Nick Giannopoulos on his battle to make Wog Boy 3
The next day, I meet Giannopoulos for lunch to talk about the third part of the trilogy after The Wog Boy in 2000 and Wog Boy 2: Kings of Mykonos in 2010, which together grossed over $15 million at the Australian box office.
Secretly, I was hoping for a tavern, but instead we settled into a nearby hotel restaurant.
“All the best Greek places in town are closed now; the only good food is at mom’s,” he laughs.
At 59, Giannopoulos is now more of a man than a boy but has lost none of his playful spirit, joking with waiters and feigning disappointment when I cannot remember the exact location of my father’s village in Athens: “You millennial Greeks, the absolute worst.
Like the first two films, Wog Boys Forever stars Giannopoulos as Steve Karamitsis, the former “unemployed Bludger” who now manages to make ends meet as a taxi driver. Vince Colosimo also returns as Steve’s best friend Frank, the Italian Stallion, while popular comedy trio Sooshi Mango make their big-screen debut.
While critics have long seemed unsure how to digest Giannopoulos’ work, The Wog Boy struck a chord with first and second generation migrants and the wider community. The public voted with their wallets and the film became an accidental cultural artifact.
The Wog Boy remains one of the most successful Australian films of all time, with a more lucrative opening weekend than Crocodile Dundee and banking over $11 million at the box office during its time in theaters.
This makes him all the more curious that when it comes to making Wog Boys forever, Giannopoulos was unable to secure any funding from Screen Australia or VicScreen.
“I approached VicScreen and Screen Australia, and they pushed me away, not a penny,” he says. “I went through the funding process like everyone else; you sit in front of a judging panel that basically tells you which movie they think you should do.
No matter what you think of Giannopoulos’ style, it’s hard to argue with the numbers.
“I have a commercial history of having made over $25 million at the Australian box office; this is the third movie of this type, i know the audience, i know what they want, but of course go ahead and tell me what you think it should be.
In the end, Giannopoulos invested $1 million of his own money to get Wog Boys Forever floor, but it left a sour taste in his mouth.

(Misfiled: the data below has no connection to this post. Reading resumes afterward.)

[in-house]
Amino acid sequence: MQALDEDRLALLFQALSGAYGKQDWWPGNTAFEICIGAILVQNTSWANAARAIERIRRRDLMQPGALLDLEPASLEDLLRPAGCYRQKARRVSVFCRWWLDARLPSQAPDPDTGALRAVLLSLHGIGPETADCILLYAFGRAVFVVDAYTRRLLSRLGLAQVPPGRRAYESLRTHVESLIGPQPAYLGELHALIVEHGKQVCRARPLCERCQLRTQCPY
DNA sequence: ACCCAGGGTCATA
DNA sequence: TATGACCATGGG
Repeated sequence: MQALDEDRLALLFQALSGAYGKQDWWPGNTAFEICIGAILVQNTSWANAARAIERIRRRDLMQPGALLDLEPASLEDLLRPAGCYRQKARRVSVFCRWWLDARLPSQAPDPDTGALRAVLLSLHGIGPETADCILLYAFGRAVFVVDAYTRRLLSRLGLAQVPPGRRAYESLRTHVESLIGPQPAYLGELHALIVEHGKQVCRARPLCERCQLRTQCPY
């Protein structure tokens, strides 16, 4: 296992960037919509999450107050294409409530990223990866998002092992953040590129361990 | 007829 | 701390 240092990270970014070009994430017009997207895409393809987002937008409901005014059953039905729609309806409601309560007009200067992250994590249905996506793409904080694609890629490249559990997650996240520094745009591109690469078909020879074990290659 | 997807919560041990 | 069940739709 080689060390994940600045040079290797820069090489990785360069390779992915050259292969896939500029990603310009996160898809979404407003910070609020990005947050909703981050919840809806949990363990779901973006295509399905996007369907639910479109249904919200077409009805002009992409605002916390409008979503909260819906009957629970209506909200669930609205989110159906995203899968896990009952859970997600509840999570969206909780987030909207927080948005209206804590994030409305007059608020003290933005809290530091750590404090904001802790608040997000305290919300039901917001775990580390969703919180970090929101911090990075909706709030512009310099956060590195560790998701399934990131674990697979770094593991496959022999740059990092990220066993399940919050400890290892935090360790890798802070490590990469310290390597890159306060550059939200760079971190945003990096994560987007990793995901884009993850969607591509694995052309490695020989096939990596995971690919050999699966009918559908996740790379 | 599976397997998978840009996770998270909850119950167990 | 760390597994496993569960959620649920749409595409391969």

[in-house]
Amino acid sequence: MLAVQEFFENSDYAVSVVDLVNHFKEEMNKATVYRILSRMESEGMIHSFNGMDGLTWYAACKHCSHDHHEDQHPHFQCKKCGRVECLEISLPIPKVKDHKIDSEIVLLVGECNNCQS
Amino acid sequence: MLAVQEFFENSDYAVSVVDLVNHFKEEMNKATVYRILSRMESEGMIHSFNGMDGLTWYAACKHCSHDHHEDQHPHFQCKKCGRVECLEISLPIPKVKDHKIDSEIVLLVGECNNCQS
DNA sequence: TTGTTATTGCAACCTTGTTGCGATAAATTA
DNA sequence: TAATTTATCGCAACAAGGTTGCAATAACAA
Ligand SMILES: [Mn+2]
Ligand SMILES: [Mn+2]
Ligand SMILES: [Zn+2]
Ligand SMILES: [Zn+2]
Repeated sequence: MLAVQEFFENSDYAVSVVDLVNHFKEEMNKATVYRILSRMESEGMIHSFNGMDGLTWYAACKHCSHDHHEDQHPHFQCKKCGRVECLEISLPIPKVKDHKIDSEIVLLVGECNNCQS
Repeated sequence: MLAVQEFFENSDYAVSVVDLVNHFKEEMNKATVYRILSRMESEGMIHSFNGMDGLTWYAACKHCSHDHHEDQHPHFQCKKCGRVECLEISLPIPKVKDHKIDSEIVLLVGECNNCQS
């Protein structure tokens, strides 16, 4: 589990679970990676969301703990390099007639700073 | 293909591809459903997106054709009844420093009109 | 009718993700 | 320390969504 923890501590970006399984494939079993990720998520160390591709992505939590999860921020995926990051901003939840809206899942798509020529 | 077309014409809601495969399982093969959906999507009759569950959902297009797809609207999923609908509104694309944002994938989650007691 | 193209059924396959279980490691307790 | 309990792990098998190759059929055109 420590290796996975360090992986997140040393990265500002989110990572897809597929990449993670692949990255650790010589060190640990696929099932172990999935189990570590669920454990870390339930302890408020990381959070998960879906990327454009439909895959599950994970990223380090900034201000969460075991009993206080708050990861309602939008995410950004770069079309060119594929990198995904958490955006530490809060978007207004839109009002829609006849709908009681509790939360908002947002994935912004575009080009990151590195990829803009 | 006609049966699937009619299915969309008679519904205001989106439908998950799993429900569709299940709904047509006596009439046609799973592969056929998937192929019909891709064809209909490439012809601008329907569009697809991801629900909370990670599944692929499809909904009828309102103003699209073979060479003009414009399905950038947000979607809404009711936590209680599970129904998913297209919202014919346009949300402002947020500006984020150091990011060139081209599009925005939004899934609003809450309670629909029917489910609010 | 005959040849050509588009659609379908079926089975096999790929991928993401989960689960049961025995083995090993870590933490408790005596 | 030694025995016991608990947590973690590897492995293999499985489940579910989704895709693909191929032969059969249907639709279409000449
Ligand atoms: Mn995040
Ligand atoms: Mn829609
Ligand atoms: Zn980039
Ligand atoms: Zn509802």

“All my life I’ve been dealing with these roadblocks, a bunch of white people telling me who to be, so it takes me right back to my childhood,” he says. “I don’t ask for a ticket for the start of the queue, but no reason, no explanation – you start thinking, they don’t want Wog Boy.”
It remains to be seen how the film will fare when it hits theaters nationwide on October 6, but Giannopoulos’ early attempts to recoup his investment through paid fan screenings look promising.
“We’ve already sold thousands of premiere tickets, but ask me if I want to do another Australian film? Not likely.”
Screen Australia would not comment on specific issues with the app, but a spokesperson said: “Wog Boys Forever did not receive funding from Screen Australia as it did not meet the assessment criteria. We cannot divulge the details of their application; however, if the filmmakers have any questions about the outcome, they should direct them to Screen Australia.
It is undeniable that the cultural landscape has changed considerably in the 22 years since the first Wog Boy film, but even then critics took issue with Giannopoulos’ use of stereotypes and politically incorrect jokes. Wog Boys Forever is full of the same kind of material, which may be harder to digest in the harsh light of 2022.
But at the same time, it’s hard to imagine a band like Sooshi Mango, who steals the show in the film, would exist if Giannopoulos hadn’t paved the way.
“I know I’m not everyone’s cup of tea, but where’s the respect?” asks Giannopoulos. “It’s a film that has created 350 jobs during COVID, shows Melbourne beautifully and is an Australian film through and through.”
Breaking away from the big screen may seem like a drastic decision, but it may open the door to a return to TV. Giannopoulos created the much-loved sitcom Acropolis nowwhich helped bring it to a national audience and ran for five seasons on Channel 7 between 1989 and 1992.
With reboots being popular in today’s landscape, maybe it’s time to go back to where it all began.
“Look, I’m not a fan of reboots; they’re never as good as the original, and you risk tarnishing what you had,” says Giannopoulos.
Giannopoulos says he likes to look forward, not back. But right now, he says with his characteristic smile, “I have a film to sell”.
Wog Boys Forever hits theaters October 6.
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